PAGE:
Ellis Maxwell is a facilitative leader who takes a community-centered approach to public problem solving, bringing people together across real or perceived differences, and creating exemplary civil, civic discourse.
Ellis has played increasing leadership roles in the College’s peer-led “Customs” program, which builds a supportive residential community. In addition to –and often in conjunction with– his significant presence in these campus-based activities, Ellis engages with communities beyond the College to address issues of peace and justice. Ellis conceived and initiated opportunities to connect with those who are most directly impacted by current social conditions and perils, or who have reason to see that world from a different vantage in order to better understand those whose circumstances and worldviews have been shaped by experiences quite different from his own. Ellis’ curiosity about and respect of various perspectives, evident in all his work, demonstrates an ethical approach to social change work.
Ellis has contributed to the vibrancy and productivity of our campus conversations. In myriad concrete ways, Ellis has taken extraordinary, meaningful action on pressing global social issues, and we are proud to have him represent Haverford as a Newman Civic Fellow.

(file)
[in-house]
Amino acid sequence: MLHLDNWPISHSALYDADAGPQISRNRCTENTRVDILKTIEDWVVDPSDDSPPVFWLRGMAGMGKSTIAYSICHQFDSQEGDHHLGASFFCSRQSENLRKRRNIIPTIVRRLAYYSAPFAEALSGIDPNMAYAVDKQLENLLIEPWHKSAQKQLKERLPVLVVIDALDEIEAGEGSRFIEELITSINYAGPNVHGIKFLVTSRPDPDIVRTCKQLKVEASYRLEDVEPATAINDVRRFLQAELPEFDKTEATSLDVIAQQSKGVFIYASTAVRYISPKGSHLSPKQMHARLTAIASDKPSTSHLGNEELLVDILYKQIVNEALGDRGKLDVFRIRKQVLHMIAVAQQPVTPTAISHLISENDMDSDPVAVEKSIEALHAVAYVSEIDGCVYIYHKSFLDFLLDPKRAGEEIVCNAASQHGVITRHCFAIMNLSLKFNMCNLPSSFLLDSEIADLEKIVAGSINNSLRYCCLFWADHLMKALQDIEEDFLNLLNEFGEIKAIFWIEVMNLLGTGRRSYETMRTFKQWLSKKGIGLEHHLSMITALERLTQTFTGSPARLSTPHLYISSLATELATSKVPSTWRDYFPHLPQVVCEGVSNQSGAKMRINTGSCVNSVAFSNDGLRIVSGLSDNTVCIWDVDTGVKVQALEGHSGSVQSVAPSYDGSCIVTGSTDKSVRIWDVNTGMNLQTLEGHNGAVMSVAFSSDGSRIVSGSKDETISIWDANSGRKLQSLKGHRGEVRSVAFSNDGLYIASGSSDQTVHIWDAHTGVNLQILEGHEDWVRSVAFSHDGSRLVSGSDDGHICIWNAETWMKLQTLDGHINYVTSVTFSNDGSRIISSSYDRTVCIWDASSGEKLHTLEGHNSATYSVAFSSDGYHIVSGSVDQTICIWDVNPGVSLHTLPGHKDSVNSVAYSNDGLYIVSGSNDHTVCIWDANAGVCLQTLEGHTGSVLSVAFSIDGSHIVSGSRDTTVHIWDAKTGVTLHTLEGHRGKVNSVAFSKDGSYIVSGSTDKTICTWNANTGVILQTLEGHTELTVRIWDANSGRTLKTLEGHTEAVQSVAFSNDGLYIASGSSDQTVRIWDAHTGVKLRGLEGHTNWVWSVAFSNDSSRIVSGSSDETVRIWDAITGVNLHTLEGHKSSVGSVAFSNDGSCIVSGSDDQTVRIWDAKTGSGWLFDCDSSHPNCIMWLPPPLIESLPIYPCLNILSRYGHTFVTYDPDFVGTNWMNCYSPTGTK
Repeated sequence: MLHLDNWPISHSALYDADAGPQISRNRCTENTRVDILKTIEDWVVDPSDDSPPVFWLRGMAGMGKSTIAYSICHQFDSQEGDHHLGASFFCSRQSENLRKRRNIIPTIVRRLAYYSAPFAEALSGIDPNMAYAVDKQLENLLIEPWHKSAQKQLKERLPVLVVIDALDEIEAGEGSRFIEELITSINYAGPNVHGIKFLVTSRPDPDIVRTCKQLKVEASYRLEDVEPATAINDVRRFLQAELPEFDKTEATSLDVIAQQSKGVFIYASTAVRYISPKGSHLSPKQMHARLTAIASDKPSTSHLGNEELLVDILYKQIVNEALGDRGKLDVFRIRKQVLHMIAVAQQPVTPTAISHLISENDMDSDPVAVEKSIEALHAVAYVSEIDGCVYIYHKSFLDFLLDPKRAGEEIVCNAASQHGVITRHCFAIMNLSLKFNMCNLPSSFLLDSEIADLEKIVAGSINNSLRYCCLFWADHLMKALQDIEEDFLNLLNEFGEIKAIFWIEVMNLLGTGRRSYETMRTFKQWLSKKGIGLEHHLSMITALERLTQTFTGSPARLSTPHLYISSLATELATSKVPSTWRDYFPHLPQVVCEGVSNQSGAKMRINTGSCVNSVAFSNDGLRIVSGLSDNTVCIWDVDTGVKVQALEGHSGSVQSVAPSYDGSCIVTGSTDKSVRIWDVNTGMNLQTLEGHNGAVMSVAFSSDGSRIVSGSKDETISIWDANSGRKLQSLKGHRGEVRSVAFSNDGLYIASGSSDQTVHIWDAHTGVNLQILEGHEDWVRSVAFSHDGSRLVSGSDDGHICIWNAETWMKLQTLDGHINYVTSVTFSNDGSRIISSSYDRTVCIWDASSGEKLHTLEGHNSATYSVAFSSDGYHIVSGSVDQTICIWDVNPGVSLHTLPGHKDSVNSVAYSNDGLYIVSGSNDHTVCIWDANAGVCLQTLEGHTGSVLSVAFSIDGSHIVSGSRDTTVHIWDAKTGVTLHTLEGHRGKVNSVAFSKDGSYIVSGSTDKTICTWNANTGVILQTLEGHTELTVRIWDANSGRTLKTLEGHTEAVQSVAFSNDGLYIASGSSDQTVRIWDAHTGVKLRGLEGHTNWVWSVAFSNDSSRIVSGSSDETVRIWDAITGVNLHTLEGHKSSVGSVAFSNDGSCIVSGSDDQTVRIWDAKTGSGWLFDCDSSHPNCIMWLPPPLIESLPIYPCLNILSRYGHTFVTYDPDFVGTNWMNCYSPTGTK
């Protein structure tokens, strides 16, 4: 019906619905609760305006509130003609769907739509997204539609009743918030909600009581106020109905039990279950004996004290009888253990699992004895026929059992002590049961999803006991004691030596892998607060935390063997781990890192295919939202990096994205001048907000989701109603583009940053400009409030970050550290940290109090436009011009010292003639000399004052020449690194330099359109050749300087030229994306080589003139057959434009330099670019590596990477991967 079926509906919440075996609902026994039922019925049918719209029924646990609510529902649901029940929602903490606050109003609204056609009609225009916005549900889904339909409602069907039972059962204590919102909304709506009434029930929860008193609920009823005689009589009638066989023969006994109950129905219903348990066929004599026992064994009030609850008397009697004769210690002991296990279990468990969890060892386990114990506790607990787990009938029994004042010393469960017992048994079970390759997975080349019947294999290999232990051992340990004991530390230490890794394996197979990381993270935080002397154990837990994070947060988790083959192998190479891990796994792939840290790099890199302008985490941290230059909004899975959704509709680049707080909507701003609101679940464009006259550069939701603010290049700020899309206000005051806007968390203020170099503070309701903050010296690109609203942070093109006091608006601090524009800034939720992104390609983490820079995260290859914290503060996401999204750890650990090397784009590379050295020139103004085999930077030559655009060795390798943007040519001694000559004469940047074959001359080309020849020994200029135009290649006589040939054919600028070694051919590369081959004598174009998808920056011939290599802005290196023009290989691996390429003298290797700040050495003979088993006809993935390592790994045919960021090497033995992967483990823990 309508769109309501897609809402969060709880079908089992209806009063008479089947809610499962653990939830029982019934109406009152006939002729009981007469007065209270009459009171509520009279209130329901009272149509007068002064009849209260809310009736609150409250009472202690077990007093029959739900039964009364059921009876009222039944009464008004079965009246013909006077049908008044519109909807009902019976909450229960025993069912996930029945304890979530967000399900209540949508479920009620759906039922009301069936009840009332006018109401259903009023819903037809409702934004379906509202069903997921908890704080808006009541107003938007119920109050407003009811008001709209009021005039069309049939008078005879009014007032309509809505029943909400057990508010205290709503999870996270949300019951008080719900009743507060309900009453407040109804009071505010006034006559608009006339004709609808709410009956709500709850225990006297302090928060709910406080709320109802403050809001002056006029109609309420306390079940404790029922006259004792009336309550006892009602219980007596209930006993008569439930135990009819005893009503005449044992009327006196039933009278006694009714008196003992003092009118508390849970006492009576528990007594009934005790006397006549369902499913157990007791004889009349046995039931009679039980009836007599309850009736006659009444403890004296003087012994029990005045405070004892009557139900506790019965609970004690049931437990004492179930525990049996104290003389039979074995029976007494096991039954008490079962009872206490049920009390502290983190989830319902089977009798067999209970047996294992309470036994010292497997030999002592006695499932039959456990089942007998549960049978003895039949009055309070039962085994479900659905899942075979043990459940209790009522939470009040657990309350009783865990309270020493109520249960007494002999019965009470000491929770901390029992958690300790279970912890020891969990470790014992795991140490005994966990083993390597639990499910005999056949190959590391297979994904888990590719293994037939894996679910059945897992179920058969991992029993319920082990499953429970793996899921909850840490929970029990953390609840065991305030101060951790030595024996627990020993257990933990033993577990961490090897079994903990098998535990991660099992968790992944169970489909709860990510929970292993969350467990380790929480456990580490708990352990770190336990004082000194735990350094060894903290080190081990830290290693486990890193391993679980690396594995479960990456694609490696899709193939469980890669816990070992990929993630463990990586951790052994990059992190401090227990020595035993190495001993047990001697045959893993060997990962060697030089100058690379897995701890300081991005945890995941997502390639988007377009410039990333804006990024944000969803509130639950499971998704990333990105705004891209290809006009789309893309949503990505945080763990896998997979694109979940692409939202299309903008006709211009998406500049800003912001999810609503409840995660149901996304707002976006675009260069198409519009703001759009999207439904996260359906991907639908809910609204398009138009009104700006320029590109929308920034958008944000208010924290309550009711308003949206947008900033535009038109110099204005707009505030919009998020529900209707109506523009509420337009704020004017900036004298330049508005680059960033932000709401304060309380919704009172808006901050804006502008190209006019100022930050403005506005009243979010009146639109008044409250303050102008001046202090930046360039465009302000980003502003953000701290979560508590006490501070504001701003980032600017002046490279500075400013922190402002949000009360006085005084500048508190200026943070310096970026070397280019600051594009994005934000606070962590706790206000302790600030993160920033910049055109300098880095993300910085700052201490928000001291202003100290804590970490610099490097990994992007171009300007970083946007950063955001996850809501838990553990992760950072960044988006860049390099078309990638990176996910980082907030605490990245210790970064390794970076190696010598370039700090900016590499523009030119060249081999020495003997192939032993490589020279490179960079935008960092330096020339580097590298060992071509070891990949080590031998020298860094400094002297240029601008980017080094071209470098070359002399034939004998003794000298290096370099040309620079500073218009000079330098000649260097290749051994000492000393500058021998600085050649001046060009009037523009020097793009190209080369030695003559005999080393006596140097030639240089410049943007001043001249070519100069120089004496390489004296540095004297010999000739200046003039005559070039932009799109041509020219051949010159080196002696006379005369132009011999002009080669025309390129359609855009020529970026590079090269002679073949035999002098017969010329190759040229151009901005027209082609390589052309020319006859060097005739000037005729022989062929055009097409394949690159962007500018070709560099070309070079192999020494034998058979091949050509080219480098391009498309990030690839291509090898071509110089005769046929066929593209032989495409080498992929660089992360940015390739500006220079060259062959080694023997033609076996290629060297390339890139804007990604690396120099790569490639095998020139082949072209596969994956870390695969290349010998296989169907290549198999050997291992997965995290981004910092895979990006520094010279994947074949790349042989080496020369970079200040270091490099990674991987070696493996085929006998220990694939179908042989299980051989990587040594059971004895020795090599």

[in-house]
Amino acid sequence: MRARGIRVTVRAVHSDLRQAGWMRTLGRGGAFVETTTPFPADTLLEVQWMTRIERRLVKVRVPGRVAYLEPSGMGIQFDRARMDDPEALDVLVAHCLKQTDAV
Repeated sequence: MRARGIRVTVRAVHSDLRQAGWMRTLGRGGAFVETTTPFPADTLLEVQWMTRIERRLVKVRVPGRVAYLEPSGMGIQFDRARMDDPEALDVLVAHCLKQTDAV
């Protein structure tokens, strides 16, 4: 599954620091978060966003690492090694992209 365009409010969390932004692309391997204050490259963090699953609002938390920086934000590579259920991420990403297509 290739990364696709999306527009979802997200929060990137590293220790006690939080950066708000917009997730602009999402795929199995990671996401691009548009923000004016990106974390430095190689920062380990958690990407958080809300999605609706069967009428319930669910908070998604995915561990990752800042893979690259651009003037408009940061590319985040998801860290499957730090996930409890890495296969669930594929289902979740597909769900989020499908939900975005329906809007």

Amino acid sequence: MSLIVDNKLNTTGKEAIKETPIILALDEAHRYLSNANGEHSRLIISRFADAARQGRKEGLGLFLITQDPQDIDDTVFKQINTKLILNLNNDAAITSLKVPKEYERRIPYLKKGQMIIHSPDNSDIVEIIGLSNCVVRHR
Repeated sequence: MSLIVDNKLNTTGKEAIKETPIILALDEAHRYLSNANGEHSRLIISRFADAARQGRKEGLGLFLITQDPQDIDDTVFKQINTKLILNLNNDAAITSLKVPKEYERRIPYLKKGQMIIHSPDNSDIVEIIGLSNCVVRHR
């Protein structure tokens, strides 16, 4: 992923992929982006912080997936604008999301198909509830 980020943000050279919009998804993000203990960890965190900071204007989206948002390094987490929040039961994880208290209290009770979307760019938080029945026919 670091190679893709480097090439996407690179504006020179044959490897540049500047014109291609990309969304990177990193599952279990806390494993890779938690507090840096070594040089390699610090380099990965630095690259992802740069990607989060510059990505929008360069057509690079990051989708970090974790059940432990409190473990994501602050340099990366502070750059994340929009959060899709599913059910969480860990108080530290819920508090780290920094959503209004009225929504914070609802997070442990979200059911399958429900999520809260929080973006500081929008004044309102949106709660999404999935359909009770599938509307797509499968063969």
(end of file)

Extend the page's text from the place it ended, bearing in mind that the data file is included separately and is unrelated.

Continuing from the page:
As a first-year student at Haverford College, I quickly became involved with an on-campus club called Rethink Incarceration, which organizes on-campus educational events and collaborates with other Philadelphia area organizers and groups to advocate for justice for all incarcerated people, and the abolition of prisons. In my work with Rethink Incarceration, I became connected with Let's Circle Up (LCU), an organization started by men incarcerated at since-closed SCI Graterford that leads restorative justice workshops both at Graterford (now at SCI Phoenix) and on the outside. I am connected in particular with Charles Boyd, an LCU organizer who remains incarcerated at SCI Phoenix, and the two of us are working towards creating space for artistic and literary collaboration between those inside and outside of prison walls. We are focusing on creative work that can be used to educate young people about the intersecting evils of capitalism, imperialism, and white supremacy, while encouraging young people to ask their own questions and engage their curiosity.